Gabrielle Herman, PT, DPT, CMPT

It is well recognized that getting 7-9 hours of sleep for adults and 8-10 hours for adolescents is an essential component of health and general well-being. In the more recent years, there has been accumulating evidence regarding the importance of sleep for recovery from athletic training and competition as well as it’s effect on athletic performance. Unfortunately, athletes have been shown to consistently average les than 8 hours of sleep along with higher reports of poor sleep quality amongst elite athletes.

Barriers to Sleep in Athletes

  • Poor self-assessment of sleep need, duration, quality making athletes less likely to seek guidance or medical help
  • Excessive training volume
    • Studies showed an Increase in acute training load was associated with decreased sleep duration and quality in youth female soccer players and Australian football players
  • Training schedule: sleep duration significantly impacted by early morning training
  • Long distance travel and the associated disruptions in mood, stress, and anxiety
    • Retrospective 40 year study of NFL night game competitions show a consistently higher success rate for west coast based NFL teams compared to east coast teams due to altered sleep schedules and disruption of circadian rhythms
  • Increased levels of stress, anxiety, and insomnia around competition
  • Concomitant academic pressures in youth and collegiate athletes
  • Sleep-disordered breathing only affects 4% of the population but has been estimated to be present in 14% of professional football players

 Sleep and Performance

  • Poor quality sleep was an independent predictor of lost competition in a recent study in Brazil on elite male and female athletes
  • In team sports, improved sleep duration and quality are associated with increased changes of competitive success

Endurance and Anaerobic Power

  • Sleep deprivation inhibits performance perhaps through perceived exertion
    • 30-minute self-paced treadmill test was administered to 11 male subjects randomly assigned to normal night’s sleep and 30 hours sleep deprivation
      • The deprivation group had a decreased distance covered without differences in thermoregulatory functions or oxygen consumption
    • One night of sleep loss shown to decrease time to exhaustion in progressive testing in volleyball players
    • A single night of restricted sleep after a heavy exercise bout resulted in a 4% decrease in 3-km time trial performance the following morning in adult cyclists
  • Pre exercise muscle glycogen stores are decreased after sleep deprivation

Sprint Performance

  • Evidence for speed and strength training and sleep deprivation is conflicting
  • Studies vary in results for sprint tests with sleep deprivation as some results show increased times, decreased times and some no change

 Sleep, Injury and Illness

  • Impaired or decreased sleep is associated with increased risk of injury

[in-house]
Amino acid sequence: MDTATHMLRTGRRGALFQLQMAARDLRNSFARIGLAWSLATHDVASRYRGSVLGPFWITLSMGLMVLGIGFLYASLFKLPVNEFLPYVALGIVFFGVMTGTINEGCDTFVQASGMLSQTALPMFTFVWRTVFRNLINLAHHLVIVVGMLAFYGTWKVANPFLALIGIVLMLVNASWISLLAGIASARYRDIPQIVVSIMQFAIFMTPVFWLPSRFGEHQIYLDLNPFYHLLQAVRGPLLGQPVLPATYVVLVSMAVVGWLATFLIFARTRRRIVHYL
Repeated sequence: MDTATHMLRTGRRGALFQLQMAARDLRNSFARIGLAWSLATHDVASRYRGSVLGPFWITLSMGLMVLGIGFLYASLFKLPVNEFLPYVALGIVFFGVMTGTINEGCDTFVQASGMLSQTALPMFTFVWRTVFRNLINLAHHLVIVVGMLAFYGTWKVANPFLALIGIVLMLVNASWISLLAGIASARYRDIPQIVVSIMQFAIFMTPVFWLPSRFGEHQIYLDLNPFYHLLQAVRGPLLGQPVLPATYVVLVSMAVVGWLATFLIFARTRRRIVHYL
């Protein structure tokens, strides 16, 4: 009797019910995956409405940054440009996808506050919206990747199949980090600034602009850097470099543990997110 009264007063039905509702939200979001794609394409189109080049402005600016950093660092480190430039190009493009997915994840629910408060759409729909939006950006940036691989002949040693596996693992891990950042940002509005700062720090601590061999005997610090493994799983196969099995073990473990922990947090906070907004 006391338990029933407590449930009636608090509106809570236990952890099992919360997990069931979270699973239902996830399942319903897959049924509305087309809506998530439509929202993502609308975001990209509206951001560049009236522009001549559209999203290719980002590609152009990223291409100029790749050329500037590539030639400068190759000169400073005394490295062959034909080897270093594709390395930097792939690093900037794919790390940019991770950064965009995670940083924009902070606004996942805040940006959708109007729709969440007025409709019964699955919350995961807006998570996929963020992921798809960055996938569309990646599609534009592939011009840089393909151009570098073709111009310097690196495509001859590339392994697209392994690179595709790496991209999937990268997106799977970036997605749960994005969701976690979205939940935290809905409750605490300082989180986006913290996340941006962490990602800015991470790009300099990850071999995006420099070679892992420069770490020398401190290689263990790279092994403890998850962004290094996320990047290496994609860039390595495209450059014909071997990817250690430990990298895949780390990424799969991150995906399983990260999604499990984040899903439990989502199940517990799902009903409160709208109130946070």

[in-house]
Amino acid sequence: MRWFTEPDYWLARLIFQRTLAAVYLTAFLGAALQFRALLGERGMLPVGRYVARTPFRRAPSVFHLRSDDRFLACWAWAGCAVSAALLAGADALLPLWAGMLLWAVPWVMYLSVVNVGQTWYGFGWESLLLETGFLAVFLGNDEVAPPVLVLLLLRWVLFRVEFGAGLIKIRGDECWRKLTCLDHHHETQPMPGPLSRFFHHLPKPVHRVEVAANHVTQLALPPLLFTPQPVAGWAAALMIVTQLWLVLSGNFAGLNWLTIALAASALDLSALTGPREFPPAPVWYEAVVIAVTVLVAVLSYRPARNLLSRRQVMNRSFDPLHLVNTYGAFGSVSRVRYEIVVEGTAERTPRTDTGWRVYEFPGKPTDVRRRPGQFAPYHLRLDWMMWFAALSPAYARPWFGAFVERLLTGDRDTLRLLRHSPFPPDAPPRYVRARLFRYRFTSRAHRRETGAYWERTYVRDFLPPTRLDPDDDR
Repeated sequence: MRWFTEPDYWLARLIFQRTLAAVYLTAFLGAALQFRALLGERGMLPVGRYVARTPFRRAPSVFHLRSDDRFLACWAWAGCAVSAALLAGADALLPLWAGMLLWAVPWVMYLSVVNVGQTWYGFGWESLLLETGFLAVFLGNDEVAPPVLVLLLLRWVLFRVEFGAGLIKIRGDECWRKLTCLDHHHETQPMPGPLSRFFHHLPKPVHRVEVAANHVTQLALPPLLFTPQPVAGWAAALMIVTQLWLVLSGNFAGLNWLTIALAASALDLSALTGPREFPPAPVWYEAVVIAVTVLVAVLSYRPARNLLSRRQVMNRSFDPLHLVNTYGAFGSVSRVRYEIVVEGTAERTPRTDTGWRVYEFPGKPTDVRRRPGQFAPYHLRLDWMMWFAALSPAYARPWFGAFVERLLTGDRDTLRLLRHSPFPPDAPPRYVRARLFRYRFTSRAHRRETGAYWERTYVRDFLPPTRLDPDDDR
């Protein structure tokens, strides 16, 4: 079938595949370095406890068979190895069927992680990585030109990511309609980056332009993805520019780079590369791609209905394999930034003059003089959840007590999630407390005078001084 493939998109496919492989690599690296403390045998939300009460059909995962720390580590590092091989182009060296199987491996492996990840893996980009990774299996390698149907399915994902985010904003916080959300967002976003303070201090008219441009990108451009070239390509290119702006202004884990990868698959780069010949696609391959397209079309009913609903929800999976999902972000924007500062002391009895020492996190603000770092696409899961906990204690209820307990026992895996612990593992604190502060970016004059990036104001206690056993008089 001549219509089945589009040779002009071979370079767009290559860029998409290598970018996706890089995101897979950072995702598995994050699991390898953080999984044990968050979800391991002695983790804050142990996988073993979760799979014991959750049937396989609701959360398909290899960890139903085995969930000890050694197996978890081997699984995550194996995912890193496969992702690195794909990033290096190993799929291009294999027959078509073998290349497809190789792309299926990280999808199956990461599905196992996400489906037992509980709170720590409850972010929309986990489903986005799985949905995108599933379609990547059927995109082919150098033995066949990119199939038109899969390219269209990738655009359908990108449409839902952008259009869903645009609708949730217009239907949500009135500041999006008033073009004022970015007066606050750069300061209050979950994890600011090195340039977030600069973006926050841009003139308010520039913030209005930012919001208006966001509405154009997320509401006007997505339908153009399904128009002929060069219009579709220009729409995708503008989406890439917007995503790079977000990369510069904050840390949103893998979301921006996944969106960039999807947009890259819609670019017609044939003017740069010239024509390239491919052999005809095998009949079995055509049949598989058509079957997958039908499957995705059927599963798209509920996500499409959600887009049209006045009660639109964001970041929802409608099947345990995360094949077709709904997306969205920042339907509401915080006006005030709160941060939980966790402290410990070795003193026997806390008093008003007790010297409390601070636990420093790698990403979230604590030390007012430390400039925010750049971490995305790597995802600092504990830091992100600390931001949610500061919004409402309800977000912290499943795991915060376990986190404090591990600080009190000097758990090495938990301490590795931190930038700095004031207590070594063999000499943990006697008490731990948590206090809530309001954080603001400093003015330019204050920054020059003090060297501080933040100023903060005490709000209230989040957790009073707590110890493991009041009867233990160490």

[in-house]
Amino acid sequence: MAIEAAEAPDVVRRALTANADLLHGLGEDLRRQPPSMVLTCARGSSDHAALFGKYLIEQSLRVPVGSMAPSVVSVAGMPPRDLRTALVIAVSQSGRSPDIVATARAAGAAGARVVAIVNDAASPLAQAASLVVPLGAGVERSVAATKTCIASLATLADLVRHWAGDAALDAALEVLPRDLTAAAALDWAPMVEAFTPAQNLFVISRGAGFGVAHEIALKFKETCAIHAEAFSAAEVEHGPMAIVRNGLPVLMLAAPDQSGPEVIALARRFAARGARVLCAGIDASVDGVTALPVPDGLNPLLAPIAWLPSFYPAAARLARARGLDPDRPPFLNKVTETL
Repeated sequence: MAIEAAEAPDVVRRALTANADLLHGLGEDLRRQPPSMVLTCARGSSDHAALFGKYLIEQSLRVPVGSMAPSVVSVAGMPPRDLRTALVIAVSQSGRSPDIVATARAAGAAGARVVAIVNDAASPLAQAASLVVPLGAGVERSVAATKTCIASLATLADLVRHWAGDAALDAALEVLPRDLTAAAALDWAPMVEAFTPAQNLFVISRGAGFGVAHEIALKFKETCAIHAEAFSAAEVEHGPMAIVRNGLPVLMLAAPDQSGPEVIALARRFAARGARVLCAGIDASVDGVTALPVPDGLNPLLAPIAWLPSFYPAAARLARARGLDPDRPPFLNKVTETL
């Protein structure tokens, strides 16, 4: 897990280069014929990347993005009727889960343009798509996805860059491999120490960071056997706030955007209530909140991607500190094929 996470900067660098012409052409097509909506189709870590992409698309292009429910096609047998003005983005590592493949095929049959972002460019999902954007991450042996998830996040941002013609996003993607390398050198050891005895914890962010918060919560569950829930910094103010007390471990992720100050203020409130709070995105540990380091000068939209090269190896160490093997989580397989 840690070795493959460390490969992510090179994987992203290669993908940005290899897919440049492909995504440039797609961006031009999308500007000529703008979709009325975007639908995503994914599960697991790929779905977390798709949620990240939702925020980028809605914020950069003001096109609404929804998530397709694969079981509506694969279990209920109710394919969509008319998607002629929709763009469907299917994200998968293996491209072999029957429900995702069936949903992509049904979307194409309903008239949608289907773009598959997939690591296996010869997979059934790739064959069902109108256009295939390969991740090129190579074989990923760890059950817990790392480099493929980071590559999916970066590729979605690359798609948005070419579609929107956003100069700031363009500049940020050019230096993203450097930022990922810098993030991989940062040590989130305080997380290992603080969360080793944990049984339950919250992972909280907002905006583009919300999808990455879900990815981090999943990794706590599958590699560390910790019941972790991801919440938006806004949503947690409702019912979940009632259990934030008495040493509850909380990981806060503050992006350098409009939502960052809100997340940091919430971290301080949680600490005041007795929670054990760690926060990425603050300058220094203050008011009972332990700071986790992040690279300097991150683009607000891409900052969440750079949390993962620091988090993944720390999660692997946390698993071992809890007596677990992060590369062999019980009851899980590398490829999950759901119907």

• Study in middle and high school athletes found those who slept less than 8 hours per night were 70% more likely to report an injury
  • The greatest risk for injury results when training load is increased and sleep duration decreased simultaneously, which is often seen in competitive travel and training camps
  • The underlying mechanism may be related to impairments in reaction time and cognitive function or may contribute to higher levels of fatigue
  • Decreased sleep is immunosuppressive and increases susceptibility to upper respiratory infection

 Interventions to Promote Sleep in Athletes

  • Athletes with complaints of poor sleep or excessive daytime fatigue should be screened for medical conditions such as insomnia, sleep disordered breathing, restless legs syndrome, depression, anxiety, or concomitant illness
  • A sleep monitor or daily sleep journal kept for 2 weeks can be used to quantify sleep duration
  • Gradually extend sleep by 30-60 minutes per night utilizing the following sleep hygiene techniques:
    • Sleeping in a cool dark environment without electronic devices
    • Minimal ambient noise or distraction
    • Establish consistent sleep and wake times
    • Incorporate 30-60 minutes of quiet relaxation before bedtime
    • Portable electronic devices may suppress natural melatonin production and interfere with sleep, therefore restriction from use for at least 1 hour prior to bedtime may be reasonable
    • Over the counter sleep aids should be avoided
    • Caffeine and stimulants limited to the morning hours
    • Variation in training schedule should be minimized
    • Early morning and late evening training/competitions should be avoided when possible

In conclusion, optimizing your sleep duration and quality can have a large impact on not only sport performance, but can also reduce sport related injury risk and keep you healthy!  Proper scheduling, travel protocols, time management, stress management, and sleep hygiene in athletes can improve overall well-being and athletic performance success.

Watson, Andrew M., MD, MS. “Sleep and Athletic Performance” American College of Sports Medicine, Volume 16, Number 6: 413-418, (2017).